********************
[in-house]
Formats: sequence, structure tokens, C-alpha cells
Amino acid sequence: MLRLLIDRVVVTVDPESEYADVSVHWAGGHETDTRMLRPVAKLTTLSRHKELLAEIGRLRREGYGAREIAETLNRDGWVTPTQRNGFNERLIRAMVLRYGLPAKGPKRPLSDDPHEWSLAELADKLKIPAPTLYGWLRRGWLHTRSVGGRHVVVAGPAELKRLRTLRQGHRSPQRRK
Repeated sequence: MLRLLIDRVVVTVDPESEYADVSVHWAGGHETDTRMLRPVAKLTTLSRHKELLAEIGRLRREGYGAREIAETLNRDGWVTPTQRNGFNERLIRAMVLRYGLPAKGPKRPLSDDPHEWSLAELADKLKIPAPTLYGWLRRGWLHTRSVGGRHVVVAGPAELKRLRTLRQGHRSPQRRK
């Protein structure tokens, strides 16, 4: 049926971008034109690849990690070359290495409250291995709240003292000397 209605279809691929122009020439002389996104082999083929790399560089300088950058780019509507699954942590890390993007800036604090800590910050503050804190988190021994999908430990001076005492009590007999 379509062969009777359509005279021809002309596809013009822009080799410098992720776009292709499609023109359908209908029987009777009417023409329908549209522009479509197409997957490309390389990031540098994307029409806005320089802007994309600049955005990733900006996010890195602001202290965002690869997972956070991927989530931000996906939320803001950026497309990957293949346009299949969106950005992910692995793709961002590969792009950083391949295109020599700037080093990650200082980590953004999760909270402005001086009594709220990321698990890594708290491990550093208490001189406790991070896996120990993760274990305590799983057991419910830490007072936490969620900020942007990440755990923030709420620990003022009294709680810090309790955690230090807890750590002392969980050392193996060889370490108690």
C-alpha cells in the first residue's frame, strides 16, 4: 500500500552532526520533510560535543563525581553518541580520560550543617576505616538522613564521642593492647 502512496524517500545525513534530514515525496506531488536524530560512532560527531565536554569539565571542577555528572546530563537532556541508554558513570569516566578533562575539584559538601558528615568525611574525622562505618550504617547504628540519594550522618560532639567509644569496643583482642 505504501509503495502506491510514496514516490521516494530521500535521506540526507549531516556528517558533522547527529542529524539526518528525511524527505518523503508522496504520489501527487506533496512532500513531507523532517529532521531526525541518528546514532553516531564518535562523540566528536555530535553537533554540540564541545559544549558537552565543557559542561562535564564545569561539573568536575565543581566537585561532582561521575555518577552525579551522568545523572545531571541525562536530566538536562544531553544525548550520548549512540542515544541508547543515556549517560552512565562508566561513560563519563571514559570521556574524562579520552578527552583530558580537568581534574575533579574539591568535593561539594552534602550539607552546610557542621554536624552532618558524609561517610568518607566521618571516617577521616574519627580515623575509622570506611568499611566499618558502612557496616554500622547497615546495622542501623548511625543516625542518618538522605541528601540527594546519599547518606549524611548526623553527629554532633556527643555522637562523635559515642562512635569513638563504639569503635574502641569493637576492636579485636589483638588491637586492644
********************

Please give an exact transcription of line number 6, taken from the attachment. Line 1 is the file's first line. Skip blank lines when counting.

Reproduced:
C-alpha cells in the first residue's frame, strides 16, 4: 500500500552532526520533510560535543563525581553518541580520560550543617576505616538522613564521642593492647 502512496524517500545525513534530514515525496506531488536524530560512532560527531565536554569539565571542577555528572546530563537532556541508554558513570569516566578533562575539584559538601558528615568525611574525622562505618550504617547504628540519594550522618560532639567509644569496643583482642 505504501509503495502506491510514496514516490521516494530521500535521506540526507549531516556528517558533522547527529542529524539526518528525511524527505518523503508522496504520489501527487506533496512532500513531507523532517529532521531526525541518528546514532553516531564518535562523540566528536555530535553537533554540540564541545559544549558537552565543557559542561562535564564545569561539573568536575565543581566537585561532582561521575555518577552525579551522568545523572545531571541525562536530566538536562544531553544525548550520548549512540542515544541508547543515556549517560552512565562508566561513560563519563571514559570521556574524562579520552578527552583530558580537568581534574575533579574539591568535593561539594552534602550539607552546610557542621554536624552532618558524609561517610568518607566521618571516617577521616574519627580515623575509622570506611568499611566499618558502612557496616554500622547497615546495622542501623548511625543516625542518618538522605541528601540527594546519599547518606549524611548526623553527629554532633556527643555522637562523635559515642562512635569513638563504639569503635574502641569493637576492636579485636589483638588491637586492644